It took me 25 years of acting/performing for fun before I realized I had enough talent to voice act professionally (earn my living at it) and that I wanted to commit to that. Turns out, some things you are good at you won’t enjoy doing and some things you enjoy doing you aren’t all that great at. But if you enjoy doing it, then do it!

No one- including you- can say for sure if you have what it takes to do anything really well- until you try it for a while- sometimes for a very long while. But none of that should matter if it’s fun for you- that’s the reason to do it.

A more objective affirmation of talent can come much, much later.

Learn like a baby!

Everyone who’s now a working voice/actor started at the very beginning, just like you. Yes, it seems daunting and intimidating to take the first steps of what may be a long journey, but it’s just one step after the other. Focus on that. What’s so hard about taking a step? And then another?

Want to know how to learn well and quickly? Look to the ultimate learning machine– a baby. Is a baby afraid to take it’s first steps? No. Does a baby stop trying to walk after repeatedly falling or taking a few bumps? No! Is a baby dissuaded from even trying because of the long road ahead? No! The little tyke learns from the stumbles and face plants and doesn’t give up. That’s why a baby is crawling one week then walking the next!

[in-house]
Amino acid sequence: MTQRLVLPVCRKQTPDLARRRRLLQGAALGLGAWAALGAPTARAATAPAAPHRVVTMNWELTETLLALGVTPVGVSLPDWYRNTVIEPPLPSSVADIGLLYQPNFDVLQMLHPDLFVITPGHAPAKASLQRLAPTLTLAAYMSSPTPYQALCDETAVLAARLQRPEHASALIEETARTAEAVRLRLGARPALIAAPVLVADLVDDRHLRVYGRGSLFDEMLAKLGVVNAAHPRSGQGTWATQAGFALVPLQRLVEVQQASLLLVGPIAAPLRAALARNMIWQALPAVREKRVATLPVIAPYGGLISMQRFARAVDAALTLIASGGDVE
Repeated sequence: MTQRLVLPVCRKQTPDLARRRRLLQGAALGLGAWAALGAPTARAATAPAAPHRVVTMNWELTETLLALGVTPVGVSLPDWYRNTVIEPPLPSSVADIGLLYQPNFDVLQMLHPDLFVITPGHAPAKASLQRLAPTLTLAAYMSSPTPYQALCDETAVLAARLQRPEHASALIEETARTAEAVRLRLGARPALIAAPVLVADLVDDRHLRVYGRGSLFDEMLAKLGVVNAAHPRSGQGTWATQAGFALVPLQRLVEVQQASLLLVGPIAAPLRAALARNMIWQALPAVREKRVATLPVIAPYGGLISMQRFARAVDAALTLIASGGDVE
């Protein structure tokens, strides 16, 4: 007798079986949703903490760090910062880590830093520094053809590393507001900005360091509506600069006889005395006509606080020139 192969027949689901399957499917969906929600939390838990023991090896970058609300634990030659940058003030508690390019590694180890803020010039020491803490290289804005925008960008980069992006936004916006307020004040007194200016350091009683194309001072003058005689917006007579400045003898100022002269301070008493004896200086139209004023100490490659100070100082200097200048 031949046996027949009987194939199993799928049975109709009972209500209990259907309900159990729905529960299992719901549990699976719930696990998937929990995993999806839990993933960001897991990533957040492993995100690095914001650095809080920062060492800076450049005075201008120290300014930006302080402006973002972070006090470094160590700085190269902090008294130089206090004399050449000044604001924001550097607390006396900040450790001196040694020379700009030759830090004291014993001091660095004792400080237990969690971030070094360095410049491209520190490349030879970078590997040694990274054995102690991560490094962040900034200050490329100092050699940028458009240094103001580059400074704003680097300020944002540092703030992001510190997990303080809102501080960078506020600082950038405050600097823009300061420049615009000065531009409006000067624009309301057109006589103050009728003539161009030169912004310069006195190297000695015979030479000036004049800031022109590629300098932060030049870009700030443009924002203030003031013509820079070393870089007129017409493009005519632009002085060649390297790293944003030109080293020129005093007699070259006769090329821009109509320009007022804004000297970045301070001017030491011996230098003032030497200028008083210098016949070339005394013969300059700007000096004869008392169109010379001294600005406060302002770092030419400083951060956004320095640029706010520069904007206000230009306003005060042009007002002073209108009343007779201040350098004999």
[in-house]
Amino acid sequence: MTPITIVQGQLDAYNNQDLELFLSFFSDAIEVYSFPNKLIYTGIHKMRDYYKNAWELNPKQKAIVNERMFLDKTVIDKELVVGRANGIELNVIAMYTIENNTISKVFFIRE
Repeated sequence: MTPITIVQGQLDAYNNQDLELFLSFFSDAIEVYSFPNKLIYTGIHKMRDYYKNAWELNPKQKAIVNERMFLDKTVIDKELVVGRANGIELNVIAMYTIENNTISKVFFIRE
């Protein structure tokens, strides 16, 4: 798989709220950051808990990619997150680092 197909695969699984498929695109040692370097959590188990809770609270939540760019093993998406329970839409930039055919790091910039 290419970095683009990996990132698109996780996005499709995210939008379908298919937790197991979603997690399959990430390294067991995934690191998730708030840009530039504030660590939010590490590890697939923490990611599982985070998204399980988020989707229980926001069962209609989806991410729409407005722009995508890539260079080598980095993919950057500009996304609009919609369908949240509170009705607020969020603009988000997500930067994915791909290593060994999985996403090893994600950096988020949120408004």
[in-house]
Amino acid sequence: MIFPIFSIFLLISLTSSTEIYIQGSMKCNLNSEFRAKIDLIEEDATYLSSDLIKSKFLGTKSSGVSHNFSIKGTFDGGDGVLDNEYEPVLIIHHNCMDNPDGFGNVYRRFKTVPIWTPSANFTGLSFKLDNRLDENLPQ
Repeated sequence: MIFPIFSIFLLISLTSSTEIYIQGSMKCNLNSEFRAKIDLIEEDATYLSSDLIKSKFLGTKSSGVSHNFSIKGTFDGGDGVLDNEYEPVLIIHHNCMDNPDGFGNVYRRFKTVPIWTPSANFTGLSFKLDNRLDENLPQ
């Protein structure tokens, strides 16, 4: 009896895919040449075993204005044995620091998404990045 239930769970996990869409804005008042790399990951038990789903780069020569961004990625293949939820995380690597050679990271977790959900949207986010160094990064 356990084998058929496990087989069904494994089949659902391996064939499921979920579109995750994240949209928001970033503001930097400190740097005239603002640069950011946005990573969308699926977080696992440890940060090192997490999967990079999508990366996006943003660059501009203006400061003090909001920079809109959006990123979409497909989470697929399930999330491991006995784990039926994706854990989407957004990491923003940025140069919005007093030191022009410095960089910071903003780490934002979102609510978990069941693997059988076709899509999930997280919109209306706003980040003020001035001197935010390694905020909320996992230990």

A baby’s incredible developmental quantum leaps are made possible by putting obstacles and missteps to good use and ignoring the frustration of missteps! We grownups too often focus on obstacles, we manufacture and reinforce our own obstacles before the journey has begun! We pre think everything and plant pessimism along our future unnecessarily.

But optimistic little babies are not distracted by this nonsense. They are unbendingly focused on achieving their goals step by step. They learn and grow without the distraction of self-imposed mental blocks.

That’s why I say, “Be the baby!”

The only permission you ever need to take a step forward is your own.